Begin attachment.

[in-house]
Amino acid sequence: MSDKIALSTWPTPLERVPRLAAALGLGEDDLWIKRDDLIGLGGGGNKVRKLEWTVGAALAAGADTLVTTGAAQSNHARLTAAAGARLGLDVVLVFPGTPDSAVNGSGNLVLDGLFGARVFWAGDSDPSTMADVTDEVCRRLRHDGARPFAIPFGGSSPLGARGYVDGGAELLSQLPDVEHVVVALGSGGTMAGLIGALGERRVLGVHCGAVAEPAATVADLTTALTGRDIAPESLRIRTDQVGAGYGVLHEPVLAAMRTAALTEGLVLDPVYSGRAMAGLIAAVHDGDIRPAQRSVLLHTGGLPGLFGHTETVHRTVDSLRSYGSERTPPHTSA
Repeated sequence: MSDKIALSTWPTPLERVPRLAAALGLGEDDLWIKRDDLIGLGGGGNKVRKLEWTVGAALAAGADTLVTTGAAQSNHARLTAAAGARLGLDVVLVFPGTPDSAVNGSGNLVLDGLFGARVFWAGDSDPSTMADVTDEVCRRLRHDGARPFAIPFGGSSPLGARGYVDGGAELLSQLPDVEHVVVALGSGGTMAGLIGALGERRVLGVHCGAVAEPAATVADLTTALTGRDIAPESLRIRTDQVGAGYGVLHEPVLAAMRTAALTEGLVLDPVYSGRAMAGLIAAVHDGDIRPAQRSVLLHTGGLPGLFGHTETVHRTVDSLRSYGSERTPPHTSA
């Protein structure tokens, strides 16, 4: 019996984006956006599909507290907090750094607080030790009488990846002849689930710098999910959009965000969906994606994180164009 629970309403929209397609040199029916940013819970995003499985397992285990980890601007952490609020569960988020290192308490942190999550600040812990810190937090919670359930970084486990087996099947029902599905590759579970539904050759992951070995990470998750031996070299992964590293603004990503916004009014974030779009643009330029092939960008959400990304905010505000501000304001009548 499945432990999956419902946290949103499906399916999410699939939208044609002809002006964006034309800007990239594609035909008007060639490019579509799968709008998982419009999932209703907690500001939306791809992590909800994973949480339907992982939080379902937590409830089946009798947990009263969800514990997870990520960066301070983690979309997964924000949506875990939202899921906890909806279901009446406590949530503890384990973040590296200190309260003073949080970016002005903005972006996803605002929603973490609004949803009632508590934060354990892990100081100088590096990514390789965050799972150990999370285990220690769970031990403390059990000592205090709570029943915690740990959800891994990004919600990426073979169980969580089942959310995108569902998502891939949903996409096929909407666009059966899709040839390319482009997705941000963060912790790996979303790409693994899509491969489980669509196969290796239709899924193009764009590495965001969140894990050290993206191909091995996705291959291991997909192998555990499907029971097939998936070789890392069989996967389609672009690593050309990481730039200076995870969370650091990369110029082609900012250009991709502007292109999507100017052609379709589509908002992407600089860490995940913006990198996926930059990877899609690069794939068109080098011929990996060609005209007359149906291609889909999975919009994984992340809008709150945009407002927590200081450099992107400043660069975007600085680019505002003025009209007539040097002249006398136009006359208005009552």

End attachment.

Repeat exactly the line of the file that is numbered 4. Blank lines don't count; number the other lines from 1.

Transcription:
């Protein structure tokens, strides 16, 4: 019996984006956006599909507290907090750094607080030790009488990846002849689930710098999910959009965000969906994606994180164009 629970309403929209397609040199029916940013819970995003499985397992285990980890601007952490609020569960988020290192308490942190999550600040812990810190937090919670359930970084486990087996099947029902599905590759579970539904050759992951070995990470998750031996070299992964590293603004990503916004009014974030779009643009330029092939960008959400990304905010505000501000304001009548 499945432990999956419902946290949103499906399916999410699939939208044609002809002006964006034309800007990239594609035909008007060639490019579509799968709008998982419009999932209703907690500001939306791809992590909800994973949480339907992982939080379902937590409830089946009798947990009263969800514990997870990520960066301070983690979309997964924000949506875990939202899921906890909806279901009446406590949530503890384990973040590296200190309260003073949080970016002005903005972006996803605002929603973490609004949803009632508590934060354990892990100081100088590096990514390789965050799972150990999370285990220690769970031990403390059990000592205090709570029943915690740990959800891994990004919600990426073979169980969580089942959310995108569902998502891939949903996409096929909407666009059966899709040839390319482009997705941000963060912790790996979303790409693994899509491969489980669509196969290796239709899924193009764009590495965001969140894990050290993206191909091995996705291959291991997909192998555990499907029971097939998936070789890392069989996967389609672009690593050309990481730039200076995870969370650091990369110029082609900012250009991709502007292109999507100017052609379709589509908002992407600089860490995940913006990198996926930059990877899609690069794939068109080098011929990996060609005209007359149906291609889909999975919009994984992340809008709150945009407002927590200081450099992107400043660069975007600085680019505002003025009209007539040097002249006398136009006359208005009552």